Extending Substation Lifespan Through Testing and Monitoring
Substations, although simple in design and operation, still require monitoring and testing to ensure that they are operating at peak efficiency, with the best return for investment. Wherever the substation is located, and whatever its function, it is exposed to extremes of weather and to a range of other stresses, all of which can cause a fault or failure over time.
At its heart, the transformer is a stable and key component, with a lifespan of around 20 years, which is protected by a range of switching, protection, and control equipment. But without a proper testing and maintenance routine, the transformer and its associated equipment can become inefficient, or faulty, or develop a catastrophic failure.
When a substation fails, or develops a fault, as it is a key component of any power distribution system, it can lead to a system or cascade failure across the entire network. Either way, it will be very expensive.
As a lot of electrical generation and distribution infrastructure is aging, it is becoming even more critical to maintain these networks in peak condition, to avoid the risk of blackouts and brownouts. However, due to economic circumstances, a lot of utility providers are moving their maintenance from a time-based schedule to a more cost effective, in the short-term, condition-based schedule. This ‘run-to-failure’ methodology has short-term benefits to the balance sheet, but over time, if failure occurs at a critical moment, it can be exorbitantly expensive. If the failure leads to a cascade or even a substantial blackout, third party claims and costs can become prohibitive to a business.
A lot of electrical substations are exposed to the vagaries of weather. Lightning and high wind can create the right situation for flashover arcing. These arcs can send power surges through substation equipment, causing malfunctions to occur. Ice and snow storms have the ability to down power transmission lines on either side of a substation, and could potentially damage smaller elevated transformers. Underground substations, have the potential to be flooded, with every severe storm or hurricane.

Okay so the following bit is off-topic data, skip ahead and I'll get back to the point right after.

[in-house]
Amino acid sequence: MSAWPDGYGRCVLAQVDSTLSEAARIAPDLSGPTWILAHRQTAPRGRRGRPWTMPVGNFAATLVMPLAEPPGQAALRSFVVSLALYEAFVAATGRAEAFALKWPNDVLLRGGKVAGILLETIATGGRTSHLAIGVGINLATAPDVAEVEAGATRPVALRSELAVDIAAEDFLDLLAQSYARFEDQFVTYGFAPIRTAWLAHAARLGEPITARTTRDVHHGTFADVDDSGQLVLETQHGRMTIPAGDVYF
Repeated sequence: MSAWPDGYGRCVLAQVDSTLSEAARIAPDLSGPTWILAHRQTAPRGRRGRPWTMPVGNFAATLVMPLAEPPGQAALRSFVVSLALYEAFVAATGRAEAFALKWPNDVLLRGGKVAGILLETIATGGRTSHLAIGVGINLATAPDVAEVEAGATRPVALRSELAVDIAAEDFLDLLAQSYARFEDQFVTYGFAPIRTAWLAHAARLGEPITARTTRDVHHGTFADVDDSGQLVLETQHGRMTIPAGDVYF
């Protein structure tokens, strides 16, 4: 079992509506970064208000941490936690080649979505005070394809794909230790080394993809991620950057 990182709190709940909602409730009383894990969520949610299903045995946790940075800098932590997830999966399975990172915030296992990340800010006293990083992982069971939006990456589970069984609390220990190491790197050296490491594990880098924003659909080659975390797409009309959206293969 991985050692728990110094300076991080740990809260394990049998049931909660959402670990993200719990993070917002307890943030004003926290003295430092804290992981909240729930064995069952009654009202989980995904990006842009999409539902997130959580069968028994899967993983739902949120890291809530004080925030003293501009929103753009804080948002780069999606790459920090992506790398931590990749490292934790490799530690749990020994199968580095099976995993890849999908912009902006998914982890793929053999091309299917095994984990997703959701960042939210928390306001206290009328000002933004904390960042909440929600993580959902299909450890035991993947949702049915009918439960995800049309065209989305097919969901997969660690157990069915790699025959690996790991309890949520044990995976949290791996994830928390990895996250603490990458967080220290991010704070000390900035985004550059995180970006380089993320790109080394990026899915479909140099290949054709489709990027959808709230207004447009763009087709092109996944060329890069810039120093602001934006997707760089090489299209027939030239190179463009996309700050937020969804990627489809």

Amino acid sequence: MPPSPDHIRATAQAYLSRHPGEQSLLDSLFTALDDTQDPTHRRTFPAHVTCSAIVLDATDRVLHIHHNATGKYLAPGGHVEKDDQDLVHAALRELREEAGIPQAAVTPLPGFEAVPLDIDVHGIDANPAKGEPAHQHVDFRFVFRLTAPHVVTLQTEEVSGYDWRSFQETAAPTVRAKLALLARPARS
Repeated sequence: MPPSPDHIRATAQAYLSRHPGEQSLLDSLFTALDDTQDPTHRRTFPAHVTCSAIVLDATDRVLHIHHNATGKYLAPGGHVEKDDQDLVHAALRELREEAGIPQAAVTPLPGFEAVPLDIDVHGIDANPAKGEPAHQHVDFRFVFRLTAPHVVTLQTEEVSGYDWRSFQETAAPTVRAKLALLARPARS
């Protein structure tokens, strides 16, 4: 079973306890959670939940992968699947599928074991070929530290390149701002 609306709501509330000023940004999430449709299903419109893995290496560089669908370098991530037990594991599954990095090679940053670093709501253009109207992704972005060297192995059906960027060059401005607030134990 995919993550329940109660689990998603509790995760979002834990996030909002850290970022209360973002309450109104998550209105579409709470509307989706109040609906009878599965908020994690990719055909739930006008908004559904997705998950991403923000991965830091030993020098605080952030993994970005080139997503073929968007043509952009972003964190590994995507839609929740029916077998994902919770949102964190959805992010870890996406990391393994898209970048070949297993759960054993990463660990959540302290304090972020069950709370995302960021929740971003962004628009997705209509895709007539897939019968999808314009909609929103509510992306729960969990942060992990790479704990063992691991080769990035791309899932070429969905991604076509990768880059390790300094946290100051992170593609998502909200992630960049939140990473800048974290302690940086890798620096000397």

The extremes of temperature, and the effects of wet conditions can have a detrimental and corrosive effect on metal structures. Substation switch, protection and control gear, also undergo a range of other stresses. The high electrical voltages and currents, can produce electrical and thermal stresses within the equipment and linking infrastructure, possibly leading to materials failure. As substations use some moving parts, especially within the switching and protection circuits, there is also some mechanical wear and tear which can prove to be a stressor to the integrity of the substation.
Without regular monitoring and maintenance, substations can develop failure situations quite unexpectedly. However, through a regime of testing and monitoring, a lot of these scenarios can be minimised or avoided.
A range of equipment can and should be tested within a substation environment to ensure the continual well-being of the facility. Electrical items such as batteries and circuit breakers should be tested for faults and reliability of service. Earth grounding and resistivity tests should be carried out to ensure the safety of the structure. The detecting and testing of high voltage equipment should be carried out to ensure that equipment is reporting and recording accurately. To minimise energy loss as heat, and to protect the structure from long-term damage, low resistance testing should be implemented. Although transformers have no moving parts, their oil is subject to contamination and breakdown over time, and should be tested periodically. Partial discharge, and protection relay testing should be carried out to maintain the electrical integrity of the substation infrastructure.
The implementation of a SCADA system is extremely useful in the monitoring of real-time data from the substation. Through the use of supervisory control and data acquisition software and hardware, it is possible to monitor any system or structure and provide control adjustments as necessary, through human-machine interface software. The use of SCADA software, connected by wireless and Ethernet connections to the internet, allow data-driven decisions to made by a central control room. By setting acceptable parameters, for various procedures and equipment, alerts can be sent to a control room or even connected personnel, if there are situations which may need immediate attention. This real-time intervention can lead to a greater longevity of the substation infrastructure.